There is no easy answer to this question. Everyone can fall victim to mental fatigue. Most people experience some level of mental exhaustion at some point in their life, though it may be more severe for some.

People who are at a higher risk of mental fatigue tend to be those with more pressure and challenges in life, including:

  • Those in a high-pressure work environment
  • Those who frequently travel for work
  • Those handling the pressure of a family member with a severe illness
  • Those navigating a serious illness or disease
  • People who aim to be “perfectionists”
  • Those who are high-strung or tend to “overanalyze”

You can’t pinpoint one specific trait that leads to mental fatigue because it tends to be a combination of personality traits and real-life events. The only way around it is to learn healthy coping mechanisms and practice proper management.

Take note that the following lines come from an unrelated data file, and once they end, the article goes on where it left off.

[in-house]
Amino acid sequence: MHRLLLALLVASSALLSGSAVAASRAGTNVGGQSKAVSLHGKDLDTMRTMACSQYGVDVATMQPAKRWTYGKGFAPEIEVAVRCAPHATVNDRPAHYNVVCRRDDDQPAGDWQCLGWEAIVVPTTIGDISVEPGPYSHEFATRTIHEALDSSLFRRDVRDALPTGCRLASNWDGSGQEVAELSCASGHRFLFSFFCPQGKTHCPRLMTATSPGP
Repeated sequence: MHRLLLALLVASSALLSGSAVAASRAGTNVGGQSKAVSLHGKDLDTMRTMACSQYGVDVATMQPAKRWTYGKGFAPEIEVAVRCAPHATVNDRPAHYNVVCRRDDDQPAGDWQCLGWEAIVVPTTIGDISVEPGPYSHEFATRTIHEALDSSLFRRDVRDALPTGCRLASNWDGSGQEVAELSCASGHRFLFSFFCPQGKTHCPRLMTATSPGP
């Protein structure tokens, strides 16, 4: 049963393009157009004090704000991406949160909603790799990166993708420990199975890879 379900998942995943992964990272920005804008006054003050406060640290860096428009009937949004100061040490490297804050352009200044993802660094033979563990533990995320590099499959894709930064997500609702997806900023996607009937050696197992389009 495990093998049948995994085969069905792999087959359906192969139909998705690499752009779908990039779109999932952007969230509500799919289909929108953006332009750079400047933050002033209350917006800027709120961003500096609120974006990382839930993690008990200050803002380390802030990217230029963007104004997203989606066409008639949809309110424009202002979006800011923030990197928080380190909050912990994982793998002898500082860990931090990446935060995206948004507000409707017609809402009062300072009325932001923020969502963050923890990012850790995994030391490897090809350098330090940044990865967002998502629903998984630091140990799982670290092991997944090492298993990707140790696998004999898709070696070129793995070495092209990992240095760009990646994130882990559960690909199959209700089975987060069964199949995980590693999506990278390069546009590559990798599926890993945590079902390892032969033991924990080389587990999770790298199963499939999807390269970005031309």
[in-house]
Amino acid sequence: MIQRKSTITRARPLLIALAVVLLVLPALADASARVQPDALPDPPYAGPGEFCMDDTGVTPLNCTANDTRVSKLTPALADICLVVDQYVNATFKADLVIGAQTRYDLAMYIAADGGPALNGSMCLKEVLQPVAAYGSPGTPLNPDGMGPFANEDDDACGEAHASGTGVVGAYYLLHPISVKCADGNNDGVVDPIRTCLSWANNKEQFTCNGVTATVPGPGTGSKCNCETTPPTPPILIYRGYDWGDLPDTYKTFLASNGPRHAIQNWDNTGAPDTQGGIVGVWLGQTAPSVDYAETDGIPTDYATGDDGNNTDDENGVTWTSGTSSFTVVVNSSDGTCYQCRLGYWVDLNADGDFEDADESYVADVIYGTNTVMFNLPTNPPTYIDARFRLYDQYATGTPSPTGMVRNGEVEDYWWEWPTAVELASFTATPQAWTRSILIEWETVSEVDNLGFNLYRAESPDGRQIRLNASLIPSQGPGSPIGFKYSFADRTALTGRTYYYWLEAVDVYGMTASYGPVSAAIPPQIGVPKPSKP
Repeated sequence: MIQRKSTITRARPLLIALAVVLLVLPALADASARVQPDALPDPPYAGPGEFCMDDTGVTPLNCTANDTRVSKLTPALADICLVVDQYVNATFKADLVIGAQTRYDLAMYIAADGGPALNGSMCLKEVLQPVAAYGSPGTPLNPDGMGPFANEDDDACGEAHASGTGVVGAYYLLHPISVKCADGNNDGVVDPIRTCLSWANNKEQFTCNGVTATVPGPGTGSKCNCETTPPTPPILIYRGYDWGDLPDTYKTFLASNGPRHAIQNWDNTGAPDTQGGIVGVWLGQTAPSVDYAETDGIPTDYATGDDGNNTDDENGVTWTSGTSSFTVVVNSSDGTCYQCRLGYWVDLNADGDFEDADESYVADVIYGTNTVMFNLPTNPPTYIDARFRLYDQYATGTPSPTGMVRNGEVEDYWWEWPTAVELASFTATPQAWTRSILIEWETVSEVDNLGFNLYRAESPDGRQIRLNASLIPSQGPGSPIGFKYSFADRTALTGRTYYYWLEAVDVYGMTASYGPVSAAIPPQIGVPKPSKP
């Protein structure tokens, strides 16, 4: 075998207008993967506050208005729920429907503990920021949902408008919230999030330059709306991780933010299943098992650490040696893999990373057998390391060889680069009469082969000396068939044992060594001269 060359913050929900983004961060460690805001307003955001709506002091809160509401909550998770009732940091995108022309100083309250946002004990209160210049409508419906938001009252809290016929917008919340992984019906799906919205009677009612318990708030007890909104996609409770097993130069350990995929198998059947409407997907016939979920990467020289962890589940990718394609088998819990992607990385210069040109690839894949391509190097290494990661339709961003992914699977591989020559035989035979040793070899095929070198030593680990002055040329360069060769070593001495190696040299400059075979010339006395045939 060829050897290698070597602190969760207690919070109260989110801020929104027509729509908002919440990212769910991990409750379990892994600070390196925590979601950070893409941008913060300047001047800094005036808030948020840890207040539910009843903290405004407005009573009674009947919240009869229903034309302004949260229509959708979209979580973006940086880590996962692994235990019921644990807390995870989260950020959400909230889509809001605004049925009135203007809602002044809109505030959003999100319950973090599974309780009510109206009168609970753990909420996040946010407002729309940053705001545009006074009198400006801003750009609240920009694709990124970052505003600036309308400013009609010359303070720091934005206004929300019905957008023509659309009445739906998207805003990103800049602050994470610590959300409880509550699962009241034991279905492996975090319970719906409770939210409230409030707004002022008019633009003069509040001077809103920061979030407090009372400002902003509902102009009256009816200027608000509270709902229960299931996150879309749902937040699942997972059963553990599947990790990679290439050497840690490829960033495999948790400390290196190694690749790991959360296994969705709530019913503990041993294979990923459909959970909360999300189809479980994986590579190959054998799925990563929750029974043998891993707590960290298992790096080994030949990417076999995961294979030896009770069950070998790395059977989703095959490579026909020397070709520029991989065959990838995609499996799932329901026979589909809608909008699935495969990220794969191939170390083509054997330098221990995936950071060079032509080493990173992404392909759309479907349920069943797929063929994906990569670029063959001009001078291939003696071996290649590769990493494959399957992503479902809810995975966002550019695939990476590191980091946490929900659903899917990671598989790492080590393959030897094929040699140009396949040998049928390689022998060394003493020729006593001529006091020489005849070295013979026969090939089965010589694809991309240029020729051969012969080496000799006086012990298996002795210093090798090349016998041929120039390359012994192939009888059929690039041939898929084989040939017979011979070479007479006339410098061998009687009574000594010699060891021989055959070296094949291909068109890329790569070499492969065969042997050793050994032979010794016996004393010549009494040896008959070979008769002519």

What Causes Mental Fatigue

Although mental fatigue is most often a result of extended stress in your life, various situations can trigger debilitating mental fatigue. We will review some of the most common causes of cognitive fatigue in most adults.

Many events can trigger mental fatigue, and it may be difficult to pinpoint the exact origin. Keep in mind that the list is not limited to these causes. These are only the most common activators of mental fatigue in adults nowadays.

Long-Term Stress

Long-term stress is the most common cause of mental fatigue. Long-term stress is often defined as a “consistent sense of feeling pressured and overwhelmed over a long period of time.”1

Long-term stress can be sourced from work stress, long hours, making too many commitments, or family problems.

In addition to mental fatigue, long-term stress can cause a series of other severe health problems, including:

  • Heart disease
  • Heart attack
  • Stroke
  • High blood pressure

Long-term stress is no light matter. While you may think it will pass in time, you often want to take the appropriate steps to limit your exposure to mentally exhausting stress factors.